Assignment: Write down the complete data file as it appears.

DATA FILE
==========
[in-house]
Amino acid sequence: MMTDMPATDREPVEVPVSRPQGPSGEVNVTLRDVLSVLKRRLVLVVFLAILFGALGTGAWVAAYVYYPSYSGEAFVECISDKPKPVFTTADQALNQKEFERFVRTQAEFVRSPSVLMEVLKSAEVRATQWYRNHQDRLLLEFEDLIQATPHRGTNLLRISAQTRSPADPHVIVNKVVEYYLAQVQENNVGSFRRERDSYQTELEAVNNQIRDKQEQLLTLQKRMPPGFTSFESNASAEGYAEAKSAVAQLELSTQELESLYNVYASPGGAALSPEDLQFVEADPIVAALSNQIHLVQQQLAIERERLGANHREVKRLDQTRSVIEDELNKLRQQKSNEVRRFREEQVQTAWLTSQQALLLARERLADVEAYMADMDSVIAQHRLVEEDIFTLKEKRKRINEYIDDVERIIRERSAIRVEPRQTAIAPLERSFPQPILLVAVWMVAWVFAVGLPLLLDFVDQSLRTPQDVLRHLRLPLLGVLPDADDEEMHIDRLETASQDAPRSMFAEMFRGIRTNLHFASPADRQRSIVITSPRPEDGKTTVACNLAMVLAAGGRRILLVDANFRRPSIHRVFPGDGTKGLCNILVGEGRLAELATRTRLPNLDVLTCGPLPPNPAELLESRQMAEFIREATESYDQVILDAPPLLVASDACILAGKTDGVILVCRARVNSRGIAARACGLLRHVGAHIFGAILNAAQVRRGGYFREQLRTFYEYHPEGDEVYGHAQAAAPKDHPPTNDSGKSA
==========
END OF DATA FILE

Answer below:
[in-house]
Amino acid sequence: MMTDMPATDREPVEVPVSRPQGPSGEVNVTLRDVLSVLKRRLVLVVFLAILFGALGTGAWVAAYVYYPSYSGEAFVECISDKPKPVFTTADQALNQKEFERFVRTQAEFVRSPSVLMEVLKSAEVRATQWYRNHQDRLLLEFEDLIQATPHRGTNLLRISAQTRSPADPHVIVNKVVEYYLAQVQENNVGSFRRERDSYQTELEAVNNQIRDKQEQLLTLQKRMPPGFTSFESNASAEGYAEAKSAVAQLELSTQELESLYNVYASPGGAALSPEDLQFVEADPIVAALSNQIHLVQQQLAIERERLGANHREVKRLDQTRSVIEDELNKLRQQKSNEVRRFREEQVQTAWLTSQQALLLARERLADVEAYMADMDSVIAQHRLVEEDIFTLKEKRKRINEYIDDVERIIRERSAIRVEPRQTAIAPLERSFPQPILLVAVWMVAWVFAVGLPLLLDFVDQSLRTPQDVLRHLRLPLLGVLPDADDEEMHIDRLETASQDAPRSMFAEMFRGIRTNLHFASPADRQRSIVITSPRPEDGKTTVACNLAMVLAAGGRRILLVDANFRRPSIHRVFPGDGTKGLCNILVGEGRLAELATRTRLPNLDVLTCGPLPPNPAELLESRQMAEFIREATESYDQVILDAPPLLVASDACILAGKTDGVILVCRARVNSRGIAARACGLLRHVGAHIFGAILNAAQVRRGGYFREQLRTFYEYHPEGDEVYGHAQAAAPKDHPPTNDSGKSA